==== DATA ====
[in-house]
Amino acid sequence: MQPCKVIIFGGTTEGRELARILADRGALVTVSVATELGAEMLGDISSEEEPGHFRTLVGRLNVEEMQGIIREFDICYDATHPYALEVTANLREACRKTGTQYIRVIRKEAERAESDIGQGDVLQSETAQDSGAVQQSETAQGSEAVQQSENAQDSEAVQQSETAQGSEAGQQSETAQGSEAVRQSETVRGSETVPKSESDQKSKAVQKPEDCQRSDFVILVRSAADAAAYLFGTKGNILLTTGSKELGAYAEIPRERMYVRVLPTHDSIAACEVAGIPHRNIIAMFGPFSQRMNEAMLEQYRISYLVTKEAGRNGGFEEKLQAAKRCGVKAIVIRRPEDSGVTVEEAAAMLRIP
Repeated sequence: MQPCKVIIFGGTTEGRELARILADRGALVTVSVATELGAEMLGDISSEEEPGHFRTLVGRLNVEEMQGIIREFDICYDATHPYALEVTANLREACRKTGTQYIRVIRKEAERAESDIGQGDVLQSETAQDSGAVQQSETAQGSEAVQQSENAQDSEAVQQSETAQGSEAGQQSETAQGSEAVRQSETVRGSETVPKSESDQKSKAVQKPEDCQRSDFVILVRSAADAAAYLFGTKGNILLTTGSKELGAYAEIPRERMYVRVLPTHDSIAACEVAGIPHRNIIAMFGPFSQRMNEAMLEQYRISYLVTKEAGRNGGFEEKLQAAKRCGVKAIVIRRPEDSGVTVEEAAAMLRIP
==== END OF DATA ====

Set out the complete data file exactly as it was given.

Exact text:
[in-house]
Amino acid sequence: MQPCKVIIFGGTTEGRELARILADRGALVTVSVATELGAEMLGDISSEEEPGHFRTLVGRLNVEEMQGIIREFDICYDATHPYALEVTANLREACRKTGTQYIRVIRKEAERAESDIGQGDVLQSETAQDSGAVQQSETAQGSEAVQQSENAQDSEAVQQSETAQGSEAGQQSETAQGSEAVRQSETVRGSETVPKSESDQKSKAVQKPEDCQRSDFVILVRSAADAAAYLFGTKGNILLTTGSKELGAYAEIPRERMYVRVLPTHDSIAACEVAGIPHRNIIAMFGPFSQRMNEAMLEQYRISYLVTKEAGRNGGFEEKLQAAKRCGVKAIVIRRPEDSGVTVEEAAAMLRIP
Repeated sequence: MQPCKVIIFGGTTEGRELARILADRGALVTVSVATELGAEMLGDISSEEEPGHFRTLVGRLNVEEMQGIIREFDICYDATHPYALEVTANLREACRKTGTQYIRVIRKEAERAESDIGQGDVLQSETAQDSGAVQQSETAQGSEAVQQSENAQDSEAVQQSETAQGSEAGQQSETAQGSEAVRQSETVRGSETVPKSESDQKSKAVQKPEDCQRSDFVILVRSAADAAAYLFGTKGNILLTTGSKELGAYAEIPRERMYVRVLPTHDSIAACEVAGIPHRNIIAMFGPFSQRMNEAMLEQYRISYLVTKEAGRNGGFEEKLQAAKRCGVKAIVIRRPEDSGVTVEEAAAMLRIP